Do You Advise Your Clients To Keep A Journal Of Incidents With The Alienating Parent?
Although very experienced in all aspects of family law, Kelly Peterson also has specific expertise for and specializes in cases involving parental alienation, gatekeeping, and parent time interference.
Attorney Kelly Peterson advises all of his clients to keep a journal of any incidents that occur in custody cases. For parental alienation cases, he has them go a step further. One of the things that he does to help reduce their costs, while at the same time increasing the efficiency of their attorney, is he has clients do a chronology of events with very specific instructions. The chronology is designed to weed out the irrelevant information from the relevant.
The goal of the chronology is to spoon feed the evidence as clearly and simply to the fact finder, backing up every assertion with citations to supporting documentation. Judges are people too, and their eyes glaze over if there’s too much “he said, she said” disorganized, gray areas or irrelevant information shoved at them.
Too many people make the mistake of just dumping a bunch of that type of information on a judge and expecting them to magically sort it out. Judges do not have super-human abilities of concentration, patience, or avoidance. The attorney’s job is to reduce and simplify making it easy for the judge to clearly see the important information. Also by doing this, it reduces the amount of time that the attorney has to spend sorting through all of the documents and learning all of the facts, thereby significantly reducing the amount of money clients spend on attorney’s fees.
Attorney Peterson has his clients make two columns. On the left they put the approximate date or the date range in which the event took place. On the right, they are to describe the event in full sentences. Often people write their feelings in the journal. They write characterizations or conclusionary statements when they should only be recording only facts.
For example, someone may write, “He was belligerent and abusive towards me.”
Whether something was belligerent or abusive is a conclusion or a characterization of a fact, not a fact. The court is the one who decides if a behavior rises to the level of belligerent or abusive. Clients should only assert facts. For instance, “He pushed me and yelled.”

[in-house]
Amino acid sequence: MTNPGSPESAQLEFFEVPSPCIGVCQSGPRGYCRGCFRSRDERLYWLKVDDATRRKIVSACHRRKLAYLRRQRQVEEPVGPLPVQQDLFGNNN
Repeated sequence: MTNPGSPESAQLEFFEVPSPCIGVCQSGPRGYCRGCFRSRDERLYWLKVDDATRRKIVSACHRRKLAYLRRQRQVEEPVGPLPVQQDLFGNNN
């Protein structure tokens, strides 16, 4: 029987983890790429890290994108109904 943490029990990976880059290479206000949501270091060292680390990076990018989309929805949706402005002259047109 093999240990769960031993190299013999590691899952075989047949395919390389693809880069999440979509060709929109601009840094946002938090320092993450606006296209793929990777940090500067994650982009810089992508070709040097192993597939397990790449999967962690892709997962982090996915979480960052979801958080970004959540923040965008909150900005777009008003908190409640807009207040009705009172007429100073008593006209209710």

That is a fact, not a conclusion. There is a difference. On the left-hand side, Attorney Peterson doesn’t have them explain the relevance of the fact that is on the right-hand side. Usually, the relevance of the fact will be apparent without further explanation, but there are exceptions.
Specialist For Cases Involving Parental Alienation, Gatekeeping, and Parent Time Interference.
If they feel that further explanation is necessary Attorney Peterson will have them do so in a footnote. It’s always better to have clients lean on the side of too much information instead of too little. If they think something could be relevant but they aren’t sure, it is best to add it in. It’s easier to remove an irrelevant detail than have to go back and get additional details later on. However, generally the person should go back in chronology all the way to the beginning of the relationship with the other side.
Some people start by memory. Others want to collect all relevant documents including emails, affidavits, court orders, text messages, transcripts, police reports and whatever documentation supports their position. Attorney Peterson then has the client put everything in chronological order and then start highlighting. Anything that is highlighted then gets used to start building the beginning of the chronology. Once that information is put together, it will create a kind of scaffolding or a framework that can be built upon from the things that only come by memory and there is no documentation backing it up. Attorney Peterson encourages his clients when they are doing this to use actual quotes from text messages, emails, reports, orders and what was said.
Additionally he advises to do the same even if it is only by memory and there are no documents to back it up. Quote everyone from the opposing party. Quote the children, the therapist, case workers, police officers, doctors, etc., even if it is hearsay.
Attorney Peterson also has his clients go ahead and write the things that are detrimental to their case; things that they don’t necessarily want the judge to know about. The reason behind this is because he, as the attorney, needs to be aware of any possible issues that could come up. He has them do that in red text so he knows what to consider removing or tweaking before the chronology or the facts in the chronology are released to anyone.
As they are doing this chronology, if a fact can only be supported by a memory that’s okay. However, if the fact can also be supported by documentation such as a text message, an email, or a therapy record, for example, Attorney Peterson will have the client assign it to an exhibit number, and then cite to the exhibit immediately after writing the fact. When they go through this process it lays out their entire case beautifully beyond what a normal journal entry would be. It significantly reduces their attorney fees while at the same time making the attorney more efficient in their case.